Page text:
Since the #MeToo movement against sexual harassment and assault transcended Twitter in October, many powerful men have lost their jobs and reputations -- in Hollywood, in media, in Congress and in state capitols. It has sparked conversations about power and gender in the workplace, laying the groundwork for a potentially revolutionary societal change.
But sexual harassment is not just committed by people at the highest levels of industries. It can happen between peers at work and by someone at the bottom of the payroll.
Some states and cities recognize this and are already taking action.
In the last two months, at least five governors issued executive orders dealing with sexual harassment policies, training and practices for their own state employees. Louisiana’s John Bel Edwards launched a sexual harassment task force, which had its first meeting in December. Florida’s Rick Scott is focused on improving the reporting and investigation of complaints. Gov. Mary Fallin of Oklahoma is working with the state attorney general’s office to increase the availability of training to state agencies. Connecticut Gov. Dannel Malloy ordered a review of policies and procedures regarding sexual harassment prevention training. And Vermont's Phil Scott's new code of ethics addresses the need for "quick and effective action" to combat sexual harassment. Already, the state has required all 8,000 state employees to take a sexual harassment prevention class by the end of the year.
Washington, D.C., Mayor Muriel Bowser has similarly ordered all of the public workers that keep the nation’s capital running to undergo sexual harassment training by February.
But what should sexual harassment training look like?
Susan Bisom-Rapp, associate dean and professor at Thomas Jefferson School of Law in San Diego, has been researching sexual harassment for two decades and believes that sexual harassment training has been misguided for years.
“The whole ethos of training and prevention that’s been built into employment law has been not to solve the problem but to avoid liability. That’s the wrong approach,” she says.
She and other experts say it’s important to scrutinize a workplace’s culture. To do that, she recommends first doing a “climate survey” to uncover underlying problems in the way workers are treated.
Rather than directly asking employees if they have been sexually harassed at work, climate surveys ask employees about specific working conditions -- such as offensive jokes being commonplace -- that may lead to sexual harassment. It’s kind of like a barometer to see whether a hurricane is coming, rather than waiting for the dangerous winds to damage property and threaten lives.
Minneapolis, where officials have taken an active role in the last two months in reexamining the city's sexual harassment policies, is doing something similar.
The city recently formed "employee resource groups" -- one for women, one for racial minorities and one for military veterans -- that meet monthly to communicate problems to management, talk with peers in a safe and comfortable environment, and provide management a new way to interact with employees.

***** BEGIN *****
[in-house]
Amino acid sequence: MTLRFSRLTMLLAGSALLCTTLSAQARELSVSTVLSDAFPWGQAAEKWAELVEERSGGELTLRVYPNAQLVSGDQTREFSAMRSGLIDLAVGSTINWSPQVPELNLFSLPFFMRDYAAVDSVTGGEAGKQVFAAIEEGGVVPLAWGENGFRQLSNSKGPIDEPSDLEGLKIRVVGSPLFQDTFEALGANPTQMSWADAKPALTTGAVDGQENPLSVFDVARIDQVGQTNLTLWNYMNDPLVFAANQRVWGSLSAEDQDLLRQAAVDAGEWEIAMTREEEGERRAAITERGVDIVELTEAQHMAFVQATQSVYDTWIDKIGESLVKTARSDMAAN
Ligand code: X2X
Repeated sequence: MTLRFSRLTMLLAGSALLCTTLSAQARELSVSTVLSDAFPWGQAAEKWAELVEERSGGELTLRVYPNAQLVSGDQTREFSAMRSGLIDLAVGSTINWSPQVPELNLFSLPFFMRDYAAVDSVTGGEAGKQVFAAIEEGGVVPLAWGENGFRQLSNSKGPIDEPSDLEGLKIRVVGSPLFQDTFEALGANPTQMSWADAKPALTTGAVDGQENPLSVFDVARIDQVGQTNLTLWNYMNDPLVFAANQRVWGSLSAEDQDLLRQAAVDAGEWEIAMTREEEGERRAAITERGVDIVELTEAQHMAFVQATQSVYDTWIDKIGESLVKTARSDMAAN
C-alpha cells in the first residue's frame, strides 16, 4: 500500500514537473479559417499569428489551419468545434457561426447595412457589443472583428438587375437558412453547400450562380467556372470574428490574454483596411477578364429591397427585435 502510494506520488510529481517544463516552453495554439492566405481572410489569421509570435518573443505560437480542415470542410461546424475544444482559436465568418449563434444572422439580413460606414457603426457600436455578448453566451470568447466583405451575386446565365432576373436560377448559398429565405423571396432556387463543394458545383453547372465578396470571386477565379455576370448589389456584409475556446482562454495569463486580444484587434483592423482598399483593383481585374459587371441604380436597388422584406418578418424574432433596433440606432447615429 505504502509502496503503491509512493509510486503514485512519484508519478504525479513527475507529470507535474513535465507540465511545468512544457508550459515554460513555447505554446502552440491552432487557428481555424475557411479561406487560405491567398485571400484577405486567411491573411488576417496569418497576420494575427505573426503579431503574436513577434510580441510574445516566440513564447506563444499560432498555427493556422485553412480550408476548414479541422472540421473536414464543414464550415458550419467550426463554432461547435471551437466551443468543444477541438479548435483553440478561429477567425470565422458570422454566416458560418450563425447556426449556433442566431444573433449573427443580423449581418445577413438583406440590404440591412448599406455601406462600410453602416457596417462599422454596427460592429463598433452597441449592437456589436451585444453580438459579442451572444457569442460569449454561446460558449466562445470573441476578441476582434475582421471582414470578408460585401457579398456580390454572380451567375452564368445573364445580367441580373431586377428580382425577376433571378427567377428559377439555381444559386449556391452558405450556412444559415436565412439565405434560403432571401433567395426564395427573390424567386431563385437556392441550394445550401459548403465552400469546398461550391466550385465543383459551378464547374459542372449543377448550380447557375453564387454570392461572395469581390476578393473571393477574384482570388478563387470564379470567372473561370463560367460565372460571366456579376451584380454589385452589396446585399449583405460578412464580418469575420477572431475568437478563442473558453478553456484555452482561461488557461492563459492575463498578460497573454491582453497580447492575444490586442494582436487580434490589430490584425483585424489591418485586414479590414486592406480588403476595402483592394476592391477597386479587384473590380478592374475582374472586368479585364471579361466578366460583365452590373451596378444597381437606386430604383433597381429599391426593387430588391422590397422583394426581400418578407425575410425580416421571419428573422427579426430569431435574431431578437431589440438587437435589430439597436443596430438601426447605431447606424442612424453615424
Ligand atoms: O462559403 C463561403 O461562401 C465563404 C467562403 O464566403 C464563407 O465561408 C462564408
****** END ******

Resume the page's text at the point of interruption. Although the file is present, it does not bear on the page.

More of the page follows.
"We use the groups to communicate to employees what they can do if they have a problem and how the problem will be handled," says Patience Ferguson, the city's chief human resources officer. "Employees need to know that we're going to hold people accountable. The worst thing is creating an expectation that something will happen and nothing is done."
In November, the city council asked the HR department as well as the city’s attorney and ethics officer to take feedback from the employee resource groups into account and review sexual harassment policies with the ultimate goals of increasing the awareness of reporting options and the independence of investigations.
The city is also putting a focus on managers and devoting more training to helping them develop skills for listening to employees' concerns and figuring out ways to resolve problems.
“It’s more than just about the harassment,” says Ferguson. “It’s creating a different environment in government.”
Other cities are clearly defining what constitutes sexual harassment because as Maria Monteagudo, the employee relations director for Milwaukee, says: "Saying we have 'zero tolerance' is not enough."
Milwaukee rewrote its policies at the end of 2017 to emphasize the importance of educating workers on what harassment is and the responsibility for all employees, not just victims, to report improper behavior. (Monteagudo drew many of her ideas from a 2016 Equal Employment Opportunity Commission task force report on harassment.)
Similarly, D.C. brought its harassment guidelines into the digital age, adding sexting and sending suggestive messages on apps like Snapchat to the list of banned behaviors.
In Idaho, HR officials are emphasizing the financial and workforce benefits of combatting sexual harassment.
“We’re focusing our training on how you will save money if you create a workplace that is professional, with all people treated with respect, civility and professionalism,” says HR Administrator Susan Buxton, who was hired by Gov. Butch Otter of Idaho. She says the amount of training that combats sexual harassment training has since tripled. “You have more productivity, a more engaged workforce and less turnover. It’s just a better business model.”
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